The Rapture Effect: Finding the Church's Voice When It Really Matters

My family and I were at a birthday barbeque last night with several other families celebrating a 17th birthday party for one of the boys. Guess what we talked about most over dinner? My clergy spouse and I found ourselves defining the word "rapture" at an interfaith table. Yes, the conversation was lighthearted but folks did want to understand where this all fit in to the Christian message: the rapture, the apocalypse, the church, Christianity.

Over the years, I have been asked a lot of odd questions in gatherings far away from the church. But the rapture on May 21, 2011? This is what makes the evening news? This is what goes viral on the internet? This is what has serious people talking, reporting, writing? Really? This is the Christian voice in the public square, at dinner tables in the neighborhood?

I have decided it is much less a credit to Harold Camping and the Family Radio marketing machine, much less a problem with the obsessive behavior of the media, and much more an indictment of the rest of us who seek to bring faith and life together in relevant ways. It is an indictment of the Christian Church's feeble effort to proclaim and live the gospel. It leads me to lament the church's lack of voice when it comes to really important things.

The voice of the church, the Christian message; it's about more than one sermon or another, this famous preacher or that faithful pastor, more than this denomination pronouncement or that denomination vote. It's about those dinner parties, and those office conversations, and when families gather at the table, and when friends linger long after desert has been served, and when you and I find ourselves talking with others about important things.

Instead of being asked about the rapture, what if the church's voice was so crystal clear on serving the poor and feeding the hungry, that that's what people asked us about? What if someone asked you at work about your Christian faith and the death of Osama Bin Laden and all that celebrating? What if the Christian Church's collective voice was so unanimous against torture that someone would say to you, "well, you're a Christian what do you believe about "enhanced interrogation techniques?" I don't know about you, but I for one, am tired answering for a Christian voice out there in the community that I don't even recognize. Or to put it another way, can our faith help us to talk about important things, really important things?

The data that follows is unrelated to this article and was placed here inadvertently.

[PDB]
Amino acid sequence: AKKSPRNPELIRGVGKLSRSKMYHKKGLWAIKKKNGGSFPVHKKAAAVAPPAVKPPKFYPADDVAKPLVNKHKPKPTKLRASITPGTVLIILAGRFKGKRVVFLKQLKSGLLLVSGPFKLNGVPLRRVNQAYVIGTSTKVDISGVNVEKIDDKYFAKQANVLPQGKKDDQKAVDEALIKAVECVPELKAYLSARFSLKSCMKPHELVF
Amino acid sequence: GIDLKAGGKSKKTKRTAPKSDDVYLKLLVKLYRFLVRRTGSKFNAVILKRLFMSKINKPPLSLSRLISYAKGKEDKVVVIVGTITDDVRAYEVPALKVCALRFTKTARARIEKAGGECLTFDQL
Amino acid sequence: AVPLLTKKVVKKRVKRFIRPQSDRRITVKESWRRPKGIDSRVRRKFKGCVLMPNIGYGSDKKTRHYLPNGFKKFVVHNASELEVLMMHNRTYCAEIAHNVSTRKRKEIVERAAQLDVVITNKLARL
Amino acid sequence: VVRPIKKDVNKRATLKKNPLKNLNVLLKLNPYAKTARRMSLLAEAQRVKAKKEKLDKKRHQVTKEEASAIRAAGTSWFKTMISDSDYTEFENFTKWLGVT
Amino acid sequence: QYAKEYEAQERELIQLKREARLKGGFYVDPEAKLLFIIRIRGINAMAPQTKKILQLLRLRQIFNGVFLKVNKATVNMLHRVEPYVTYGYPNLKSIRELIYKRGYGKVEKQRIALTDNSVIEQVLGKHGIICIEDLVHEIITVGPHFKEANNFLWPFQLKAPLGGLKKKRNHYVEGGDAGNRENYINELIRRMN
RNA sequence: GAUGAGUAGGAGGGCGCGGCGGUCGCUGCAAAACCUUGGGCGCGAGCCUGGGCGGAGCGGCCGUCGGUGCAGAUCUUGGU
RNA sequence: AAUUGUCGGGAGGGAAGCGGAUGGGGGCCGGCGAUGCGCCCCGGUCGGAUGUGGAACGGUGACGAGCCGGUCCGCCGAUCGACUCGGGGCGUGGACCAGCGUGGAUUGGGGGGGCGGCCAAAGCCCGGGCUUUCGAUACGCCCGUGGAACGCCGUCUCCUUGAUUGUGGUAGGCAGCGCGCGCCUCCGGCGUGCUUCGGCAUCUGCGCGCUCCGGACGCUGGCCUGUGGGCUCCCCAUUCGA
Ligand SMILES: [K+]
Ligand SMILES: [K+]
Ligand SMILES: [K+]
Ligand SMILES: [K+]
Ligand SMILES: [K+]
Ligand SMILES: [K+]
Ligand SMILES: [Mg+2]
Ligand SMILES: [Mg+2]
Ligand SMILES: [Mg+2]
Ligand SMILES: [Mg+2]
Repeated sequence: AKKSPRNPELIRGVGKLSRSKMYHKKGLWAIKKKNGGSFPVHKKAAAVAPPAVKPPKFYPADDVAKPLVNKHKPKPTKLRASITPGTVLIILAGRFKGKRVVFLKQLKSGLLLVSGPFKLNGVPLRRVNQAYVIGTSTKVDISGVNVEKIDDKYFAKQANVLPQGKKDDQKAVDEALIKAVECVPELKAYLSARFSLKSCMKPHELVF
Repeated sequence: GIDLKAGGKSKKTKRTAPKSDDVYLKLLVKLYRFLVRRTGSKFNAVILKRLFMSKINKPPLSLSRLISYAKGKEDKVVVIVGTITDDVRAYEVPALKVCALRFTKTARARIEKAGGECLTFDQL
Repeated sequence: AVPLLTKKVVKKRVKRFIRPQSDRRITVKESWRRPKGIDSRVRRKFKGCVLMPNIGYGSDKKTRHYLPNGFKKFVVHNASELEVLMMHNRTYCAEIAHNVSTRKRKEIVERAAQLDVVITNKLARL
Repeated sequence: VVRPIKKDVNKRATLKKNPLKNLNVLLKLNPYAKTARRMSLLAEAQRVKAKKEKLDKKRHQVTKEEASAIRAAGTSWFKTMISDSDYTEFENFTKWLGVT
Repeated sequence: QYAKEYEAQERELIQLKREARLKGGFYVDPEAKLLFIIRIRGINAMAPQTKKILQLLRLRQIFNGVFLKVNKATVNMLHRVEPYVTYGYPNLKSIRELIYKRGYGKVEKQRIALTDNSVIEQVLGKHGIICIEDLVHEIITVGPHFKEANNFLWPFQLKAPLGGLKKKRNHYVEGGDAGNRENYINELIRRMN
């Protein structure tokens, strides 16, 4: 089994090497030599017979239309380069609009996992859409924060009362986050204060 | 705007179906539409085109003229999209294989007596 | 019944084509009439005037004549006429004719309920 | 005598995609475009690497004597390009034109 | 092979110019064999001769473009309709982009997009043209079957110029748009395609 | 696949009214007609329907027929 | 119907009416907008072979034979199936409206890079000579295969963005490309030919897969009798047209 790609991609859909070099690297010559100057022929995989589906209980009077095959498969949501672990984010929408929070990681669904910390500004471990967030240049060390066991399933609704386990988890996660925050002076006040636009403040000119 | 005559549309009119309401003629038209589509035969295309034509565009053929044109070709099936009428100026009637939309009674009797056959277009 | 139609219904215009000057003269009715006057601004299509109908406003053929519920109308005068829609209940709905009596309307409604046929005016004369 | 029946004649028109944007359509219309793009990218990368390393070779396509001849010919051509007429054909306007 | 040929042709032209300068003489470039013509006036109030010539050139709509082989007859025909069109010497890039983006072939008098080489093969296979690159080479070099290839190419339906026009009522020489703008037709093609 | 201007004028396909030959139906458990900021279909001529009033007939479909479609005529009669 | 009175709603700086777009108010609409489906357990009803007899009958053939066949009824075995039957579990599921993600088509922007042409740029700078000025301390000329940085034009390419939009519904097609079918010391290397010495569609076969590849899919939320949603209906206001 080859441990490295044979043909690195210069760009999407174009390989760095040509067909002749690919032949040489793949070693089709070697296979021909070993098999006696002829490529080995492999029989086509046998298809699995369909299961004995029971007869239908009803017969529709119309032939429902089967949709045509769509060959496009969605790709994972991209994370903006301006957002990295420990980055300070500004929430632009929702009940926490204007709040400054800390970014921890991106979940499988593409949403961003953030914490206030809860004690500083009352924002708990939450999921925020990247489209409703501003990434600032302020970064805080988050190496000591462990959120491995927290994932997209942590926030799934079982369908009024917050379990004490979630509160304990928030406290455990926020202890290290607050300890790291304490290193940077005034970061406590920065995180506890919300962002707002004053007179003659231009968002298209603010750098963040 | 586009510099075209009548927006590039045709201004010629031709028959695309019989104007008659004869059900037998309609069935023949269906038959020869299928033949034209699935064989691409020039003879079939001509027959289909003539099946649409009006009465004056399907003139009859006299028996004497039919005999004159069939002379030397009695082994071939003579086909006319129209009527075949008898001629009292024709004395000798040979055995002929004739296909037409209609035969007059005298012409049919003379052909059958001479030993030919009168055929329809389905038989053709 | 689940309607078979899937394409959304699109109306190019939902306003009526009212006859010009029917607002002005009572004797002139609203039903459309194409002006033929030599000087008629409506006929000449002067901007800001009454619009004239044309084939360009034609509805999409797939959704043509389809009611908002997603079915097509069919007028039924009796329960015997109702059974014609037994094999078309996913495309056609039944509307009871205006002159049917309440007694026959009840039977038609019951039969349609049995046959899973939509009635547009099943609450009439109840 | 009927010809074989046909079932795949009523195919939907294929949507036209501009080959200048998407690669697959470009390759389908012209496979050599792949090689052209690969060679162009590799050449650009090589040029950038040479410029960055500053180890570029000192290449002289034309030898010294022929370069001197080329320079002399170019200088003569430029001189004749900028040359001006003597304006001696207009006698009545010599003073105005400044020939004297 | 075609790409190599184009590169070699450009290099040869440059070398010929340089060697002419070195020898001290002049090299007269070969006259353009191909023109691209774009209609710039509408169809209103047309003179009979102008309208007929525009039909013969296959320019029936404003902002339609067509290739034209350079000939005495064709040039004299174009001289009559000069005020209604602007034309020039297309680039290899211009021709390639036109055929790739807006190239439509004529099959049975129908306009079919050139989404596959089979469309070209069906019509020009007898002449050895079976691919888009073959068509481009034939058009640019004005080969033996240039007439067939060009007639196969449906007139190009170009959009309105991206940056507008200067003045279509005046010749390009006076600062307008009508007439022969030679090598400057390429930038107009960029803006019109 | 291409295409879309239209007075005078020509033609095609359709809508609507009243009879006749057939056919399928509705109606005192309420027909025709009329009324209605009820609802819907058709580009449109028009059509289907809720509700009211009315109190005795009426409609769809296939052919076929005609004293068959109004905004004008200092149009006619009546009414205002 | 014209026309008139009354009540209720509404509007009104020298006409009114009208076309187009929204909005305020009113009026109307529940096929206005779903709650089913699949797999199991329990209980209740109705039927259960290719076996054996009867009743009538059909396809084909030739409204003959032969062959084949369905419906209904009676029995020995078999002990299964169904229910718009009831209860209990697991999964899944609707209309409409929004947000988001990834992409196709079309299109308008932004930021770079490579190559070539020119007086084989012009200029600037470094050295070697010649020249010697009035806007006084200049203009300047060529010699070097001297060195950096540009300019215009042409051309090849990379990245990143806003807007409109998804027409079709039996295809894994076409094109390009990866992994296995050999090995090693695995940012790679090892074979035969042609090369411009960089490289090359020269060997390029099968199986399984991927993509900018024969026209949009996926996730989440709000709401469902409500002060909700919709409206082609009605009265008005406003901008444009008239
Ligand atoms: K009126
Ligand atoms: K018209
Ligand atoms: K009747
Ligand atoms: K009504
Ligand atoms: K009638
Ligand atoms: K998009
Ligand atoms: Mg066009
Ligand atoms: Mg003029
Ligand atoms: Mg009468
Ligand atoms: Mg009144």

Fifty years ago this month, May of 1961, the Freedom Rides were taking place in the southern States. The current documentary Freedom Riders tells the incredible story of young black and white college students who rode Greyhound and Trailways buses into cities in the deep south; challenging segregation, Jim Crow, and public officials at every level of government. The courage and commitment to non-violence among the young students was more than what the Kennedy administration and some in the Civil Rights Movement themselves could tolerate. At one point, an advisor to the President tries in a phone conversation to warn a young female black leader of the students that someone was going to get killed. Her response was to let him know that they had all completed their wills prior to getting on the bus. An older white woman describes in tears how as a little girl she ran to give water to injured students after one the buses was burned and the crowd tried to lock them all inside the bus.

The documentary interviews many of those Freedom Riders alive today. Other members of the Civil Rights Movement are interviewed as well. The former governor of Alabama, John Patterson, speaks throughout the documentary. Not surprisingly, no members of the crowd, no perpetrators of the violence, no pipe wielding men, no police who looked the other way, none of them were interviewed. Just doing the math, there were a lot more people in the crowd than there were on the buses. There have to be plenty in that crowd still alive. They were, they are a nameless, faceless crowd. You and know that crowd really never goes away; nameless, faceless, crowds that espouse hatred and violence.

May 21, 2011 or May 1961? Which would you rather talk about? Because the church, Christian faith, the people of God should rise together staring down that crowd that never goes away. And with a public voice that forever echoes in the public square, let us proclaim that our hope in the resurrection, our identity as an Easter people, our life in the Risen Christ demands that we stare them down and say no to hatred and violence and all those rocks.